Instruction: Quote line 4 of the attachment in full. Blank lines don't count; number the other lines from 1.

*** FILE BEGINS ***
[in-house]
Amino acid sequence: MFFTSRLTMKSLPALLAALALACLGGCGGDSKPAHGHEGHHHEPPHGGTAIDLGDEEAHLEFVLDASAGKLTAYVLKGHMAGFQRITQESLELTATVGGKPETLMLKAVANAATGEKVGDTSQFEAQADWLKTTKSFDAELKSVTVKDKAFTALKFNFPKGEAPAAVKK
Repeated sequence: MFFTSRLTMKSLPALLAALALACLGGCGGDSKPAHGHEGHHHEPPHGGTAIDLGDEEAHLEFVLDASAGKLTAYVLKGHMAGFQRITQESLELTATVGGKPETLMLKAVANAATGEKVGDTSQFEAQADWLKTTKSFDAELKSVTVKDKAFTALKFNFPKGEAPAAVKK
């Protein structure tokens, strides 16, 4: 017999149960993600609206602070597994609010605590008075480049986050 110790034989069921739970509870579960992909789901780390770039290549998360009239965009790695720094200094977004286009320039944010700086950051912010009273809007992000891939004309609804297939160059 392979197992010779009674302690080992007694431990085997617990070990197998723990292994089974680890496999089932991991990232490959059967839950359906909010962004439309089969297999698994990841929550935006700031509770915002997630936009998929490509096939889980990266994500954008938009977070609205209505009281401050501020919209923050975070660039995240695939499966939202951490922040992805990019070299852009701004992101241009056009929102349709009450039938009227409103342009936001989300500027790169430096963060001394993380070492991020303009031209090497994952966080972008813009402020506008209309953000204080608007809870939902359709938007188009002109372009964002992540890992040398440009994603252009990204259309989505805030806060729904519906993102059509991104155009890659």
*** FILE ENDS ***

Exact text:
């Protein structure tokens, strides 16, 4: 017999149960993600609206602070597994609010605590008075480049986050 110790034989069921739970509870579960992909789901780390770039290549998360009239965009790695720094200094977004286009320039944010700086950051912010009273809007992000891939004309609804297939160059 392979197992010779009674302690080992007694431990085997617990070990197998723990292994089974680890496999089932991991990232490959059967839950359906909010962004439309089969297999698994990841929550935006700031509770915002997630936009998929490509096939889980990266994500954008938009977070609205209505009281401050501020919209923050975070660039995240695939499966939202951490922040992805990019070299852009701004992101241009056009929102349709009450039938009227409103342009936001989300500027790169430096963060001394993380070492991020303009031209090497994952966080972008813009402020506008209309953000204080608007809870939902359709938007188009002109372009964002992540890992040398440009994603252009990204259309989505805030806060729904519906993102059509991104155009890659």